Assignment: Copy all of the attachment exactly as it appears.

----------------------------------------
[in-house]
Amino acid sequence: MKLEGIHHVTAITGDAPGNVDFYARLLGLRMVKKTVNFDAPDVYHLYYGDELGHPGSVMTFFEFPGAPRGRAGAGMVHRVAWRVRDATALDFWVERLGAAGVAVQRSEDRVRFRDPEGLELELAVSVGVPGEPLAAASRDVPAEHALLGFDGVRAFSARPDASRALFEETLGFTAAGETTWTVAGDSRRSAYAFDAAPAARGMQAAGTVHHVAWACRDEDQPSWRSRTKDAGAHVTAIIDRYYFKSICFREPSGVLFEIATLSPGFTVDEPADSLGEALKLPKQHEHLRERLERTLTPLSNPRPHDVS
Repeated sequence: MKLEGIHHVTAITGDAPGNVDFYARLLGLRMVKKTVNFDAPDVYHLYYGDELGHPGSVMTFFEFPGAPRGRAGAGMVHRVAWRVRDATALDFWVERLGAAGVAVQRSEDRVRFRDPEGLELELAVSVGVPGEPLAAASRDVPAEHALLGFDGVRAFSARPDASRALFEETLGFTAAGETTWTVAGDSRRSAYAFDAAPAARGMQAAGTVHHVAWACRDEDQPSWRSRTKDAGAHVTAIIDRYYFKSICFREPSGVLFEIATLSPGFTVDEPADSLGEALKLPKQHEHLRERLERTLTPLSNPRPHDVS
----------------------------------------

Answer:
[in-house]
Amino acid sequence: MKLEGIHHVTAITGDAPGNVDFYARLLGLRMVKKTVNFDAPDVYHLYYGDELGHPGSVMTFFEFPGAPRGRAGAGMVHRVAWRVRDATALDFWVERLGAAGVAVQRSEDRVRFRDPEGLELELAVSVGVPGEPLAAASRDVPAEHALLGFDGVRAFSARPDASRALFEETLGFTAAGETTWTVAGDSRRSAYAFDAAPAARGMQAAGTVHHVAWACRDEDQPSWRSRTKDAGAHVTAIIDRYYFKSICFREPSGVLFEIATLSPGFTVDEPADSLGEALKLPKQHEHLRERLERTLTPLSNPRPHDVS
Repeated sequence: MKLEGIHHVTAITGDAPGNVDFYARLLGLRMVKKTVNFDAPDVYHLYYGDELGHPGSVMTFFEFPGAPRGRAGAGMVHRVAWRVRDATALDFWVERLGAAGVAVQRSEDRVRFRDPEGLELELAVSVGVPGEPLAAASRDVPAEHALLGFDGVRAFSARPDASRALFEETLGFTAAGETTWTVAGDSRRSAYAFDAAPAARGMQAAGTVHHVAWACRDEDQPSWRSRTKDAGAHVTAIIDRYYFKSICFREPSGVLFEIATLSPGFTVDEPADSLGEALKLPKQHEHLRERLERTLTPLSNPRPHDVS